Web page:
October 28, 2009

Get the Support You Want: Choosing a Consulting Attorney

“To a man with a hammer, everything looks like a nail.”– Mark Twain.

Consulting attorneys can make the difference between a smooth mediation process and one fraught with conflict. It’s important to choose your consulting attorney wisely.  Most mediators will provide a list of consulting attorneys they recommend, and many clients just pick from their mediator’s list.  But other clients want to determine their own options.  If you want to find your own consulting attorney, it’s good to be prepared on how to talk to a litigator when you potentially want their help in a non-adversarial process.

Ideally, consulting attorneys are supportive of compromise, and work hard to be open to their client’s ideas about what is “fair.”  But that can be asking a lot from a professional who is rewarded with success in all other settings if they “win” from a legal point of view.

Here are some questions to ask a potential consulting attorney to get an idea of how mediation-friendly they may be:

  • How do you approach your duty to me as a client?  Do you protect your clients from themselves, their possible desire to compromise “too much,” during the stressful time of divorce, or do you let your clients determine what’s best for them?
  • Do you feel it’s okay for me to make an agreement that is not a reflection of what I could get under the law?
  • Are you going to give me legal advice, to supplement my mediator’s legal information, with the idea that I need to do what you recommend, or is it okay for me to understand your view of the law and then not act on it?
  • If I hire you, are you the boss, or am I the boss of my divorce process and final agreement?
  • How much do you insist in being part of the mediation process? Is it okay for me to primarily use you to review my final agreement?  Or do you feel you need to be involved through the entire process?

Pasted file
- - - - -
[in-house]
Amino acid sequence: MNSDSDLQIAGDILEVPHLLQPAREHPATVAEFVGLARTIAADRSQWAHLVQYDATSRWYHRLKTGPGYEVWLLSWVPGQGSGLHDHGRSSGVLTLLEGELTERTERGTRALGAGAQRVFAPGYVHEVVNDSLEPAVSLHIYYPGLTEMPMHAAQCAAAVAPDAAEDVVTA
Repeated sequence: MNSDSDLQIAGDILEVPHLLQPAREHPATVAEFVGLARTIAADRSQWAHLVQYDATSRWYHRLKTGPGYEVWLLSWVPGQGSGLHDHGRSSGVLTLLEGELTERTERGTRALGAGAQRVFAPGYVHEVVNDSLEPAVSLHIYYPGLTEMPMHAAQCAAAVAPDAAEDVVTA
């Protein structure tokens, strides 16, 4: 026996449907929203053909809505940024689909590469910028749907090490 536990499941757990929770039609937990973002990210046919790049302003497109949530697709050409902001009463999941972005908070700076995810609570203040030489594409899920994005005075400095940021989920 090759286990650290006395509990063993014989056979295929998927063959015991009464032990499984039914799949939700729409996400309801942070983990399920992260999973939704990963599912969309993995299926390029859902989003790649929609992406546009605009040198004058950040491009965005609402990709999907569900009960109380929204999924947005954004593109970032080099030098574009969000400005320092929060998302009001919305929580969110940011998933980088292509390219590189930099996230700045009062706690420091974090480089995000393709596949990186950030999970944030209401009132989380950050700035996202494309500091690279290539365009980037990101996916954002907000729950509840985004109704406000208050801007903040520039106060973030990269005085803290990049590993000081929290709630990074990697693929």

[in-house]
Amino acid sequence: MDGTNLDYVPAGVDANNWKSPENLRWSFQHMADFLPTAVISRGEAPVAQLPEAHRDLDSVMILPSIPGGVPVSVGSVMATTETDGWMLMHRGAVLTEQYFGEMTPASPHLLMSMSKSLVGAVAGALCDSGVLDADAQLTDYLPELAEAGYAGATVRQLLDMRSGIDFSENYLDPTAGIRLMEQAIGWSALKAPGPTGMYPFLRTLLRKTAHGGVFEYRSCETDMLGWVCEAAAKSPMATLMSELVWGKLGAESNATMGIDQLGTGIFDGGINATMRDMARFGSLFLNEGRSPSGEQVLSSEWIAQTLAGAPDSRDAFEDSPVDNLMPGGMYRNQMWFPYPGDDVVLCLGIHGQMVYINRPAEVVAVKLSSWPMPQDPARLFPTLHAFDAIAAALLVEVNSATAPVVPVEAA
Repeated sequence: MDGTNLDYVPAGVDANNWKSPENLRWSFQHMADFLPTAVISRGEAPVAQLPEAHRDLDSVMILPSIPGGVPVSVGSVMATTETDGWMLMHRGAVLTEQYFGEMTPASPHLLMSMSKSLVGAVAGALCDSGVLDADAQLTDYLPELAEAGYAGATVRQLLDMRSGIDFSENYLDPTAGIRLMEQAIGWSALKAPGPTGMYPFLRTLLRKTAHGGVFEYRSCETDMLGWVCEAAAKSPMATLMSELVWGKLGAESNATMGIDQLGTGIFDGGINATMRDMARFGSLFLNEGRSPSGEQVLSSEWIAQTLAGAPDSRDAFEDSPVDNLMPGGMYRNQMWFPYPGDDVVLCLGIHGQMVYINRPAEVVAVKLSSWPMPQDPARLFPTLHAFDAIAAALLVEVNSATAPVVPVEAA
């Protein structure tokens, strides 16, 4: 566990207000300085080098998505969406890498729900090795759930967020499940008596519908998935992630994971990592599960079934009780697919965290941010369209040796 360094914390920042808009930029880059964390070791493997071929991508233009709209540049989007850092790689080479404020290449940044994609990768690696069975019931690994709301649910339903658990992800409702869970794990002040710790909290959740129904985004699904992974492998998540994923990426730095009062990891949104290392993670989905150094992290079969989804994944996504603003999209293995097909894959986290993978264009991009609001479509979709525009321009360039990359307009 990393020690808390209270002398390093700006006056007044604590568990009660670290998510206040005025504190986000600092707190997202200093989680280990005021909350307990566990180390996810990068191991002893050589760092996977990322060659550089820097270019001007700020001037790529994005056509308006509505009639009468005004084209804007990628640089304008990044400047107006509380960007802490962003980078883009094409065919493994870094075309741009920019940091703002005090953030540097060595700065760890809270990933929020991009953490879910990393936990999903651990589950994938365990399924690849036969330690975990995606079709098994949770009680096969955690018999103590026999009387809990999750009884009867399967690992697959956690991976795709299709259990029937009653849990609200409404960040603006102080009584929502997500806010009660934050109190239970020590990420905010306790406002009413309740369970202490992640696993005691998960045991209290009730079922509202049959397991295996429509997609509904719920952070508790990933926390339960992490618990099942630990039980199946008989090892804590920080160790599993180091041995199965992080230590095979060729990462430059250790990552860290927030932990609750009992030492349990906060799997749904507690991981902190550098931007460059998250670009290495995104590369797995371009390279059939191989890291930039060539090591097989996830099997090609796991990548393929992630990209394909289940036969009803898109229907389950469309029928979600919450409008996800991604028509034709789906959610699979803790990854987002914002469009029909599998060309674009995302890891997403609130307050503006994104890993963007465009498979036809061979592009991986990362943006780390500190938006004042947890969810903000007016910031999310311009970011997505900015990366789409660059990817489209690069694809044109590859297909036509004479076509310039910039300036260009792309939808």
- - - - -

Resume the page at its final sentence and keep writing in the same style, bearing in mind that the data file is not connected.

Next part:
• Would you sign an attorney certification which states that you’ve reviewed the final agreement with me and that I understand the agreement and the applicable law, even if you don’t personally “approve” of my compromises?

Reading these questions, a non-attorney might find them somewhat aggressive or maybe repetitive.  But if you ask a potential consulting attorney the above six plus questions, there’s a good chance you’ll see the attorney’s colors and orientation to their practice of law.  Attorneys are used to being the experts in a time of conflict, which after years of legal practice can start to create a professional who feels they know what’s better for their clients’ families and children, and even better for their clients themselves.

Yet, some of my clients have successfully chosen consulting attorneys who have been nothing but a steadying, informed influence in the mediation process, leaving me grateful for their work in supporting their client in developing an acceptable compromise.

And, unfortunately, I also have been left open-mouthed stunned at the aggressive, threatening behavior from some of my other clients’ consulting attorneys. (And the funny part in hindsight? Their clients had the same response.)

So ask these tough questions, and choose wisely based on the answers you want to hear.

Her intelligence goes without saying.

Unmani’s level of fluid skill and preparation with the name change process reveals her complete dedication for helping others find their way through the legal mazes of our society. Her intelligence goes without saying. I agree with previous clients’ testimonials about her kindness and empathy for her clients; you really do feel that she is invested in you. Couldn’t recommend her more…

- Scott Z.
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